The annelids are a group animals invertebrates soft body, cylindrical and elongated, characterized by being divided into rings called metamers.
The body of the annelids is made up of numerous metamers or rings similar to each other. The internal anatomy of the annelids is a reflection of the external, with repetition of various organs in each metamere.
Although the annelids are sometimes referred to as worms, this is not correct since other very different animal phyla could be included within the worms, such as the flatworms or the nematodes. These phyla share characteristics, such as their bilateral symmetry, not having jointed appendages, and living in humid environments.
Bilateral symmetry appears in these organisms , being able to divide the body longitudinally into two symmetrical parts.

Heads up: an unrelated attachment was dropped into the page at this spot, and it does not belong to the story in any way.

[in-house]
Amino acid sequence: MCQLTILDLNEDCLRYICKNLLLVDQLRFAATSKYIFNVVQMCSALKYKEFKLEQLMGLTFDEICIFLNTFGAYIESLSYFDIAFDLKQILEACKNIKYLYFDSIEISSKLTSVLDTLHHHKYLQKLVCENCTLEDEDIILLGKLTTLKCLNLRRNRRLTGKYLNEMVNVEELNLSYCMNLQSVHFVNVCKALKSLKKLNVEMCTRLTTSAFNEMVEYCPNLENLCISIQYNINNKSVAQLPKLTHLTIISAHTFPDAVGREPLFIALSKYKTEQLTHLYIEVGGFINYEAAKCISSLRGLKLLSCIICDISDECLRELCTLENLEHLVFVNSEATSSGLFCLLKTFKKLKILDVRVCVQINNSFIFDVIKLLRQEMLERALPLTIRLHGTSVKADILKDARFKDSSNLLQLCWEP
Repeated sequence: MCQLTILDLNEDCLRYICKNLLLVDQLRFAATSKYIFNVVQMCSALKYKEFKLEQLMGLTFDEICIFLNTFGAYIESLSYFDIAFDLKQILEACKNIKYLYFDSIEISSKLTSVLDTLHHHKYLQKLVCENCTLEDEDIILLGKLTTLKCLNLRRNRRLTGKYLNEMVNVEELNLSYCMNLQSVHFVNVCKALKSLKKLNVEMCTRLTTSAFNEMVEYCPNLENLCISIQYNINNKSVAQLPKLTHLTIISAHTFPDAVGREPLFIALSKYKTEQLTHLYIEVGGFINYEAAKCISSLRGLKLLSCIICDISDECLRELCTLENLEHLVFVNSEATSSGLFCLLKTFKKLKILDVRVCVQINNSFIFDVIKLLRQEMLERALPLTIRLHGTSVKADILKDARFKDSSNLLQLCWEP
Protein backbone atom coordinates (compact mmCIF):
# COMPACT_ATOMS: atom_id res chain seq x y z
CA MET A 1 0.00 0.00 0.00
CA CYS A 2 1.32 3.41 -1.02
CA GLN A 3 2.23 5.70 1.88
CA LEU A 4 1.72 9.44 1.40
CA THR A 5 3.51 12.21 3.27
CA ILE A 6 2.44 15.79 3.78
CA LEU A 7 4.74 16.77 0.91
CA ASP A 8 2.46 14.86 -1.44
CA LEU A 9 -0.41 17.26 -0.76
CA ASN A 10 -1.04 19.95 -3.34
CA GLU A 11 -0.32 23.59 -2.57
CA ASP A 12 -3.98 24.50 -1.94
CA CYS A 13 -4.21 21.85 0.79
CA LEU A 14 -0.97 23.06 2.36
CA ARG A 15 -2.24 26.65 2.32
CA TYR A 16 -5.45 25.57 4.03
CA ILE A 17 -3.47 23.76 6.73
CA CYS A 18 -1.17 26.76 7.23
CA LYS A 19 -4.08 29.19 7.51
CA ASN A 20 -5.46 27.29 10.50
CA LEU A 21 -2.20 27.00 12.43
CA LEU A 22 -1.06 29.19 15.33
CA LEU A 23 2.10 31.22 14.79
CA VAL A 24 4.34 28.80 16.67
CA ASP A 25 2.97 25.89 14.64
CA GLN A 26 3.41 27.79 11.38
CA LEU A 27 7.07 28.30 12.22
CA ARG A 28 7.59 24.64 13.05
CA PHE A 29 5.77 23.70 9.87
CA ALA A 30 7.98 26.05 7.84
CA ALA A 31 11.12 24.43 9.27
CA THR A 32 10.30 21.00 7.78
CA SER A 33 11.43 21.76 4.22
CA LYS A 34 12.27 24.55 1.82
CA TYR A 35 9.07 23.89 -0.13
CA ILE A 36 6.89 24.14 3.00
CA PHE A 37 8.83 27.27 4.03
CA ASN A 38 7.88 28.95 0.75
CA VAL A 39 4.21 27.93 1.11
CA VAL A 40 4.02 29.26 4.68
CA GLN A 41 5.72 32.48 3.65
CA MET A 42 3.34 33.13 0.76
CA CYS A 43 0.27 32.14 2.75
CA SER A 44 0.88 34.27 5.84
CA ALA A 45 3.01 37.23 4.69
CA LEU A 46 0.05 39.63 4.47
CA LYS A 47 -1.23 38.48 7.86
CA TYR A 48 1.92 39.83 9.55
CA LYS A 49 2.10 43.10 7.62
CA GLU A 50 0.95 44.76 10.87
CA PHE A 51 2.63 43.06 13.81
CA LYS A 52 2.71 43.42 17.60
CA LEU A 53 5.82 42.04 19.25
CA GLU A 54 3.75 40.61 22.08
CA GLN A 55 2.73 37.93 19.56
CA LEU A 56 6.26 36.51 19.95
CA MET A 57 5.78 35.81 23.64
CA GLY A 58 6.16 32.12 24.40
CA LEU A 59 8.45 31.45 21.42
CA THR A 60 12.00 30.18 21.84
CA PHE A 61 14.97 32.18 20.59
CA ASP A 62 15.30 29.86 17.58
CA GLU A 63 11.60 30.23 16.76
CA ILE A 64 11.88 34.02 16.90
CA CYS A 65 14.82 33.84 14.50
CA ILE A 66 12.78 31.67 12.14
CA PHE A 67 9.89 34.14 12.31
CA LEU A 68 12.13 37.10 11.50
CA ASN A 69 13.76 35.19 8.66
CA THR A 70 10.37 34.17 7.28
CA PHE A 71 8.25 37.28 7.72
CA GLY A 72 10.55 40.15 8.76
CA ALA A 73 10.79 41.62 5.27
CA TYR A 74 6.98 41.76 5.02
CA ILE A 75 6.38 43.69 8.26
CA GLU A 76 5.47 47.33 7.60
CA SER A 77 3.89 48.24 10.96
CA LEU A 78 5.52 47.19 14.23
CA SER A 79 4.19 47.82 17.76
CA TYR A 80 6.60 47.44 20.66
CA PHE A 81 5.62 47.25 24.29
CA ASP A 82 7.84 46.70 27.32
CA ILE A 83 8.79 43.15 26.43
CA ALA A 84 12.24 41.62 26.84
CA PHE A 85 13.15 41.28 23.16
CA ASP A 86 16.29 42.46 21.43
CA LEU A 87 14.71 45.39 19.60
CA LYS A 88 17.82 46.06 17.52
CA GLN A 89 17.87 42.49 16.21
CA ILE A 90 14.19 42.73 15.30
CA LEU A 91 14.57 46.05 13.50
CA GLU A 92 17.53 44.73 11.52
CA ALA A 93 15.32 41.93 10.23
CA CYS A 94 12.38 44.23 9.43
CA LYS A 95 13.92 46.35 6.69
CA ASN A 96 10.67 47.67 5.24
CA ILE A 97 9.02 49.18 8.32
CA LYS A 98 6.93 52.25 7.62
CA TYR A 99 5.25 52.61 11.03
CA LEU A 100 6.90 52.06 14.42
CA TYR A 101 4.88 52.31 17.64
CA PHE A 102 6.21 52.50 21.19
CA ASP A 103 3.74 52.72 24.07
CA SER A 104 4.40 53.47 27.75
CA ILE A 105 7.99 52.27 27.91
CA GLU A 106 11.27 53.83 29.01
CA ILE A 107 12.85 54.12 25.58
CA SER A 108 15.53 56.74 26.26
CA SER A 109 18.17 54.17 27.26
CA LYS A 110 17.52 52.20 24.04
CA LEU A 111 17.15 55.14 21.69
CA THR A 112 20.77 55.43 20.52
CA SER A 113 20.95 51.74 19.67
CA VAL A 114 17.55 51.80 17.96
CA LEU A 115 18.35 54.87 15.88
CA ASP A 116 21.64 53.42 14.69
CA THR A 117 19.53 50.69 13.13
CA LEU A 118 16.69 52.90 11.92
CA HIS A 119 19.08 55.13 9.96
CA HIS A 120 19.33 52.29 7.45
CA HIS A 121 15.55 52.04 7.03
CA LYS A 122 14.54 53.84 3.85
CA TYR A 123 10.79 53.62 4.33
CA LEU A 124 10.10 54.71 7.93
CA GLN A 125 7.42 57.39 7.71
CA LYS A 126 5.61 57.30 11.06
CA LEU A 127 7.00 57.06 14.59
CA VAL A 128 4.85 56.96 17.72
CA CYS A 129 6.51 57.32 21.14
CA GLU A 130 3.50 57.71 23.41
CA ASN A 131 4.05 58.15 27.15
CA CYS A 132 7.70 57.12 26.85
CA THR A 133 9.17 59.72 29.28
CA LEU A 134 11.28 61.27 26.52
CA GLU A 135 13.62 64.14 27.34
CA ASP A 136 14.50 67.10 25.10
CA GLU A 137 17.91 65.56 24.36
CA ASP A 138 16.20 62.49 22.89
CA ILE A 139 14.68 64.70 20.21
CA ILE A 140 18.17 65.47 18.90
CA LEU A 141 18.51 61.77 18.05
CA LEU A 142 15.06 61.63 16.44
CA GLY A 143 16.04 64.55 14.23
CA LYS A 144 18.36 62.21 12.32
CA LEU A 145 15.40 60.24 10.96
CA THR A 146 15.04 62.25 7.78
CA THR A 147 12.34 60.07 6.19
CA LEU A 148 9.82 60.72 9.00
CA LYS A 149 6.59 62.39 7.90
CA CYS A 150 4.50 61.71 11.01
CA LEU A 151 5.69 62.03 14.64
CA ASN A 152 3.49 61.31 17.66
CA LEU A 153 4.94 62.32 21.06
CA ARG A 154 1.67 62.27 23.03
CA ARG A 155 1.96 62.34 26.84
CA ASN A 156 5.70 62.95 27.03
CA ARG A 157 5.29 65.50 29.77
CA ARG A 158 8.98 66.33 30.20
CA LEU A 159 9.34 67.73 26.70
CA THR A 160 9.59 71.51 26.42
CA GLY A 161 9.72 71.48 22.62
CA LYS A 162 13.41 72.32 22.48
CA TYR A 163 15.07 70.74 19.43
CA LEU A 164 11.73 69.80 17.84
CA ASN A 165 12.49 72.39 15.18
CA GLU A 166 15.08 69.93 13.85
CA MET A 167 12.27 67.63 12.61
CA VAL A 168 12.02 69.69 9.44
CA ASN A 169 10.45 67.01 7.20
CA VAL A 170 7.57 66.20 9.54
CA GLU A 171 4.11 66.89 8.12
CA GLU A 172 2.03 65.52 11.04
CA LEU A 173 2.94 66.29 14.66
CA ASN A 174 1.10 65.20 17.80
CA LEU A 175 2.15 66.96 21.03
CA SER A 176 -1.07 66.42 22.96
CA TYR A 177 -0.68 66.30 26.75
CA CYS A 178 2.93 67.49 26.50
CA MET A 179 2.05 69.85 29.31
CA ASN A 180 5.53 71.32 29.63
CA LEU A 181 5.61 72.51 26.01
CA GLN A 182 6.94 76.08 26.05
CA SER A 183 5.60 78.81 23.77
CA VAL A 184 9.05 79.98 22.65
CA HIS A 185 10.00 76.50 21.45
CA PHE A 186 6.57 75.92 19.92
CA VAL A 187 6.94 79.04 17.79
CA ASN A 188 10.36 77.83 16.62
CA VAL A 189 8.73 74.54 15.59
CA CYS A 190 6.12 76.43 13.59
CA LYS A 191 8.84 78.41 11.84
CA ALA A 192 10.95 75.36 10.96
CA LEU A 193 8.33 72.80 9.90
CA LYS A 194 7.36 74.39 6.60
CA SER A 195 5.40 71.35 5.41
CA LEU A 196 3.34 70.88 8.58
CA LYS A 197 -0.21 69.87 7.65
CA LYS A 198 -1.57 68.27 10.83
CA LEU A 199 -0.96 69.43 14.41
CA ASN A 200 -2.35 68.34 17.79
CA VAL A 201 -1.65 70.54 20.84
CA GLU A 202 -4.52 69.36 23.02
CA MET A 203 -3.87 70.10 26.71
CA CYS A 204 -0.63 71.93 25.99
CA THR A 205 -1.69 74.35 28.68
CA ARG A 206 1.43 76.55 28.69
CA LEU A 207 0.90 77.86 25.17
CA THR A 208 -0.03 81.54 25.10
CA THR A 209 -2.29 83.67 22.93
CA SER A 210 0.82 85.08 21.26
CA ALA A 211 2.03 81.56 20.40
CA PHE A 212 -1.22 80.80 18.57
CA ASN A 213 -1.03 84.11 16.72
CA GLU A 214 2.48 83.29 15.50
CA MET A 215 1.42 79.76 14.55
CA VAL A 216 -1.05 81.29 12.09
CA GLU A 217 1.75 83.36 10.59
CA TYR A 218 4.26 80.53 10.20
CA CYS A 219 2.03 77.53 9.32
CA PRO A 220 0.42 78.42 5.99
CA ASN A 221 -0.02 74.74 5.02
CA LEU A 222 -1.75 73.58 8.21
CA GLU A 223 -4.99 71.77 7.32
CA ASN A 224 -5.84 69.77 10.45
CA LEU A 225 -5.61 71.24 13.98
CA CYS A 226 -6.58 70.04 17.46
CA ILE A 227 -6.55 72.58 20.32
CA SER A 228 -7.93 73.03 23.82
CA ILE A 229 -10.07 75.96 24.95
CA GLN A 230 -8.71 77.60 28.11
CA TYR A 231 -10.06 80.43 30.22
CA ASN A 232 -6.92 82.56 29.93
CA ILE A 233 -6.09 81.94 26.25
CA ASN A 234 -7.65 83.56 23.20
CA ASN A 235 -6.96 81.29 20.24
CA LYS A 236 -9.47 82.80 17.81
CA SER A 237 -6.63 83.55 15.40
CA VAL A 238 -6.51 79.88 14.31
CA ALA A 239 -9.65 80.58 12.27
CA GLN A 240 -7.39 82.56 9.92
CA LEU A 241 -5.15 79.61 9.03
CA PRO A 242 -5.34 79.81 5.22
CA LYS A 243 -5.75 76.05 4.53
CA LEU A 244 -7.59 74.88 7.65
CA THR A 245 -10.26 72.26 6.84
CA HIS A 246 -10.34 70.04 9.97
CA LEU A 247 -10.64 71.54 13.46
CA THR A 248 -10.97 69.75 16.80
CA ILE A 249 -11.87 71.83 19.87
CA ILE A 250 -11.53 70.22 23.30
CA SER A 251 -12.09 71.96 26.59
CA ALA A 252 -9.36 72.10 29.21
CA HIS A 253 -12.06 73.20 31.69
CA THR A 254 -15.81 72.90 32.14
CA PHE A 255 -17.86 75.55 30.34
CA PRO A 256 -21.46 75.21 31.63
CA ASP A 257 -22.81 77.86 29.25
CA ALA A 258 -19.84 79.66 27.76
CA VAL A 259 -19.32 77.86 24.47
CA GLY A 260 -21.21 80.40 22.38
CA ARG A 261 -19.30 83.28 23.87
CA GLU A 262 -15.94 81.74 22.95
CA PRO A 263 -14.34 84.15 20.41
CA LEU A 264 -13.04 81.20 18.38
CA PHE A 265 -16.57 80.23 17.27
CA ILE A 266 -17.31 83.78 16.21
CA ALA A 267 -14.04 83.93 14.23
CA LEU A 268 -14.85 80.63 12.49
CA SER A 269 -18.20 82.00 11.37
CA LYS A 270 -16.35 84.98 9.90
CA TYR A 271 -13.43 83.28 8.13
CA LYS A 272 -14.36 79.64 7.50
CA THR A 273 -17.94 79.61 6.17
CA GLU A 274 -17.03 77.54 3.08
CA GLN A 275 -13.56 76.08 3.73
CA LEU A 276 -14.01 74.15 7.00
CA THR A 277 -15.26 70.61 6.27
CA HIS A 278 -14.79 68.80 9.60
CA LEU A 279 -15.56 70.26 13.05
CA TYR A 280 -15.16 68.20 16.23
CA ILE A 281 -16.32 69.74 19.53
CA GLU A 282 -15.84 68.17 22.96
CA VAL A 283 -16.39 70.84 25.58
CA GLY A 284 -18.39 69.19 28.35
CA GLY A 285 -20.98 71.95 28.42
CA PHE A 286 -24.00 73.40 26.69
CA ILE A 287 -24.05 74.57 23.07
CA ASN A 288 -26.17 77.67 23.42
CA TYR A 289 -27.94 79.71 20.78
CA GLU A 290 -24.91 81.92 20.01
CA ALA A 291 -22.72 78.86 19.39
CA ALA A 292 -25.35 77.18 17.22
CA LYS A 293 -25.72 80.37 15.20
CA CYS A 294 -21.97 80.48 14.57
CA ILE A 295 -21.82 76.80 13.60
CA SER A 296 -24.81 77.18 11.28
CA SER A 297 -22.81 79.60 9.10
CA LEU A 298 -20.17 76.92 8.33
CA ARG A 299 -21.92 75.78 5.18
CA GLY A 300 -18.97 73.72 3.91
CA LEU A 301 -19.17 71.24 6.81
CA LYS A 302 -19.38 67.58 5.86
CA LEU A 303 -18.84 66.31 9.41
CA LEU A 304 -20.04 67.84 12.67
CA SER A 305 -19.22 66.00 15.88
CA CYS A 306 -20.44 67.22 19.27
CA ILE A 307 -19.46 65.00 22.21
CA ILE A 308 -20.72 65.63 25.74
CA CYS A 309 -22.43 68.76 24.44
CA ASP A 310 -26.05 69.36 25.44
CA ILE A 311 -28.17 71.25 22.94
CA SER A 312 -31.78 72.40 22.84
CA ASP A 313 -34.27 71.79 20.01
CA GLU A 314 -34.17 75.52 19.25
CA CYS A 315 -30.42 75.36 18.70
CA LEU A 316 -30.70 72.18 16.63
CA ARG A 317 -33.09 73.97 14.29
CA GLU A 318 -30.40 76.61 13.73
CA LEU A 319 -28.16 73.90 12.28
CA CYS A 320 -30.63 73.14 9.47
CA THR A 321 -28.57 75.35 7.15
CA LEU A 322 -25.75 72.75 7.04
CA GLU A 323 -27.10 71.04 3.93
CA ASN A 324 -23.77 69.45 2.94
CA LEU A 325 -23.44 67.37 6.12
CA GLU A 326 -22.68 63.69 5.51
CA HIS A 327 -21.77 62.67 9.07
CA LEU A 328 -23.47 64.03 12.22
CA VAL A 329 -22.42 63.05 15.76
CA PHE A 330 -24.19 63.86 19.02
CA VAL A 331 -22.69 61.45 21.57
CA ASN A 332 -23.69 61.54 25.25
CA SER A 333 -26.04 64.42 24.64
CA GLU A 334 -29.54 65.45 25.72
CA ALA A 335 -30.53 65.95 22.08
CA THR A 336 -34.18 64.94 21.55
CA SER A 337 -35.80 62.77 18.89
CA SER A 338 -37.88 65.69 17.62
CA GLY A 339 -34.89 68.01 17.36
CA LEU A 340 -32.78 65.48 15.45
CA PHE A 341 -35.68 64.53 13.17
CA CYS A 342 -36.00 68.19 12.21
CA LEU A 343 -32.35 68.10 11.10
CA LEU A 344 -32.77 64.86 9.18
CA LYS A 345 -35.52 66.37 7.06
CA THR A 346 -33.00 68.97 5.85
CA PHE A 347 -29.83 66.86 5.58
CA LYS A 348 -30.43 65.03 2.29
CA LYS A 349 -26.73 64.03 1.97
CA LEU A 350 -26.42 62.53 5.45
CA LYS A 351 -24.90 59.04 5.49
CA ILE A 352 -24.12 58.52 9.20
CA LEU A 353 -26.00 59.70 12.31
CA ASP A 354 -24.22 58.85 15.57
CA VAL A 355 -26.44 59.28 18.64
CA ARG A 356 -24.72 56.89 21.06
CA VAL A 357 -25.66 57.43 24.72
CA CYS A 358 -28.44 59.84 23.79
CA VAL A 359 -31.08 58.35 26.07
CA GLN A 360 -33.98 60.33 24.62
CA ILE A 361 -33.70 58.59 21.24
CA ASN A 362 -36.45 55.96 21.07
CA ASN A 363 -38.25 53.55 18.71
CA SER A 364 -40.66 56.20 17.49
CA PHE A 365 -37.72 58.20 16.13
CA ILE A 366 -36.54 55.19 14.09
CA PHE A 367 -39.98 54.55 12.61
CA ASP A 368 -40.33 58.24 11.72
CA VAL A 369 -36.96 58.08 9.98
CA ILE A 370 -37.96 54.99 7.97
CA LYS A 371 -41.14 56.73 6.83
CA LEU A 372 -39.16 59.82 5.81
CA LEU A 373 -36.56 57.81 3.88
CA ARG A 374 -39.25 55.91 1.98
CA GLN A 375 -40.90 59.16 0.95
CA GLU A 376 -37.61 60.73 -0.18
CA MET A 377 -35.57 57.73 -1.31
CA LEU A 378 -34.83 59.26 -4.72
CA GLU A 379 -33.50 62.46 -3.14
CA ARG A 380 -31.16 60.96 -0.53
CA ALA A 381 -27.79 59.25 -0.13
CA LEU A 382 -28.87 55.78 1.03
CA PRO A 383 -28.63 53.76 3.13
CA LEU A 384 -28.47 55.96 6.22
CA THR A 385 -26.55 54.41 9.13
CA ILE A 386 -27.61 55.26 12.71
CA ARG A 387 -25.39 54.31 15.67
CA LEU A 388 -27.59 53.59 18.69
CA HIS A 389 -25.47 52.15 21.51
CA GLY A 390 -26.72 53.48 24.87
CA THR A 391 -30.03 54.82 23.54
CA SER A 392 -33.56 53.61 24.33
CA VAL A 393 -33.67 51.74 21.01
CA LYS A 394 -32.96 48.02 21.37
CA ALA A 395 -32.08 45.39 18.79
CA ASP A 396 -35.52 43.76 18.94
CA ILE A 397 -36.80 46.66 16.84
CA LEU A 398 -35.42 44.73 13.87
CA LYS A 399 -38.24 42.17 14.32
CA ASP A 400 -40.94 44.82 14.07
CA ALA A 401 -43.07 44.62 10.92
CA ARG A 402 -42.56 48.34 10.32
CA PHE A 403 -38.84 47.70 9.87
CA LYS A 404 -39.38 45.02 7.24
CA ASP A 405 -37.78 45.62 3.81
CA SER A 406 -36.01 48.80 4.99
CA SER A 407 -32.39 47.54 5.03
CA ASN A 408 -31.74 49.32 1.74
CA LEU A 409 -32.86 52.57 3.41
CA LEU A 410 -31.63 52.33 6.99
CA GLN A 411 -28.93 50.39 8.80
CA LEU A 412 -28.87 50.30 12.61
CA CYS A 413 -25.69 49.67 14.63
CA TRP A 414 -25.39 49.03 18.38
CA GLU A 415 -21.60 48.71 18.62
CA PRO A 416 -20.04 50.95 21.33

The process of cephalization begins, in which the mouth, sense organs, and nerve ganglia are grouped together at the front of the body.
They have sexual reproduction (with eggs and sperm), and although there are hermaphrodite species, they do not usually self-fertilize. With cross fertilization, gametes are exchanged and the variability of the species is favored. They are oviparous beings.
Three groups of annelids are distinguished:
With the exception of hirudíneos (leeches), which are parasites and feed on the blood of other organisms, the rest of the annelids are characterized by having setae. The setae are hairy structures of chitin with tactile and locomotive function. The setae are very abundant in the polychaete (eg Nereis) and less abundant in oligochaetes (for example, earthworms).